If you have been following my Twitter feed over the last ten days, I’ve been building a match result database for the 2012 Africa Cup of Nations using my Football Match Result Database schema. I wanted to test my designs in the field, so to speak, using a competition that would exercise almost all of the major FMRD tables. I’d like to share with you some of my experiences with entering and retrieving data to and from the database.
I collected AFCON data from publicly available sources around the Web, and collecting and cleaning data turned out to be a big challenge. The reliability of the data for this competition is very inconsistent — player names had widely different spellings, there were phantom bookings, players were substituted out of a match twice. No one site had all of the data that FMRD is set up to collect. And while you might think that the official AFCON website would have authoritative data, it turned out that their statistical summaries were worse than useless.
Resolving player names was also a major issue. As expected, the Arab names were the most difficult as there appeared to be multiple spellings for every website. Single-named players from Equatorial Guinea and Angola were also a challenge, particularly because some sites referred to the players by their full names while others used either their nickname or a combination of the two. In situations such as these, it would be ideal to refer to the official squad lists, but the lists given by CAF were not at all consistent. In the future I might add some fields to the Players table to reduce the chances of name collisions, such as the adding a middle/extra name field in the Players table or appending the birthdate to the full name field in the saved query.
Data collection issues aside, the database worked very well and the saved queries worked as expected. (I had created a SQLite version of the database.) Right now data entry remains a manual process, but the data entry tool removes most of the pain involved. I did not use the tool to insert player data; instead, I aggregated the data into a spreadsheet, saved the sheet as a CSV file, and wrote a script to import the CSV file into the Players table.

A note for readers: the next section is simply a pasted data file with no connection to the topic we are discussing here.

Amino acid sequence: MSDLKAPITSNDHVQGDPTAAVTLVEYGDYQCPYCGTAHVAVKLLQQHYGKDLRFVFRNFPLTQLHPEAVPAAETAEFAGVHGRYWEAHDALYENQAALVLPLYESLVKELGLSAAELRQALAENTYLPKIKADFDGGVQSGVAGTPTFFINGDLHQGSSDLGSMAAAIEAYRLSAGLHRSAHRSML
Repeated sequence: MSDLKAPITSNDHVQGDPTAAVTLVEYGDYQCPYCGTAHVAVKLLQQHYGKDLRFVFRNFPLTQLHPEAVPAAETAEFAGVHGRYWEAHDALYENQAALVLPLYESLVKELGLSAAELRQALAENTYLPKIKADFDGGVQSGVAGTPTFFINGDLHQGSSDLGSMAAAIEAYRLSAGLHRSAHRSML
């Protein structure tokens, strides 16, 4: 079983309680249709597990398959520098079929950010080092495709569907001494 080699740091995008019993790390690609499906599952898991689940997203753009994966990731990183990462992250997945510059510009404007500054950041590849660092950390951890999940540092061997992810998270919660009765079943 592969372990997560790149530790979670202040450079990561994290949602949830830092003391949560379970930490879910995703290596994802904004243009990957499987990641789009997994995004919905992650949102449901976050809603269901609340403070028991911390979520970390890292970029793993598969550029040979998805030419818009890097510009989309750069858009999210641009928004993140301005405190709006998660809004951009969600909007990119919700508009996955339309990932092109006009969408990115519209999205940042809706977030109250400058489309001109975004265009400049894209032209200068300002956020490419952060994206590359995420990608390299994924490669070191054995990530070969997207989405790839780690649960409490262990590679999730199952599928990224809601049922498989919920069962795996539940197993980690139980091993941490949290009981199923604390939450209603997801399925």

While the data entry tool worked well and ensured relational integrity for the most part, there were some issues [skip ahead if you don’t want to read some inside baseball]:
- Data in the Offenses, Penalties, and PenaltyShootouts tables are not saved properly. When I tested the entry tool on a PostgreSQL database, the data were saved correctly, so I think this is an issue with SQLite databases. The problem is that in the Player comboboxes I filter the names of players who appear in the match lineup for a specific team. The filter works, but some reason the PyQt setData() function call fails to save the lineup ID data to the database. It comes down to an issue with the delegate (PyQt uses a model-view-delegate framework; I was able to create a workaround in the code but it creates a situation that could allow the user to insert inconsistent data.
- In the match event tables, comboboxes are not reset if a new match is selected. When you go through the competition phase details and select a specific match, one or more of the comboboxes are activated. If you select another match and try to enter information specific to that match, the comboboxes and edit boxes are not reset. Again, it creates a situation where inconsistent data can be inserted. You can get around this by closing the dialog window and reopening it. Yeah, it’s annoying, but it only adds an extra two seconds.
- Overall, there are too many issues with the object-relational mapper to allow the data entry tool to work well with SQLite databases. It really stinks because SQLite databases are easy to use and deploy, but there is a reason why I started out with a Postgres database. It just means that I need to accelerate the development of an API to write to and read from the database. More details coming.
I’m caught up with the AFCON 2012 database and I’m having fun writing SQL queries and obtaining interesting results, some of which I’ve shared on my Twitter feed. I do need to add a few more descriptions of goalscoring events and fouls, but overall I like the design a lot and am working on methods to extract compelling information from the database.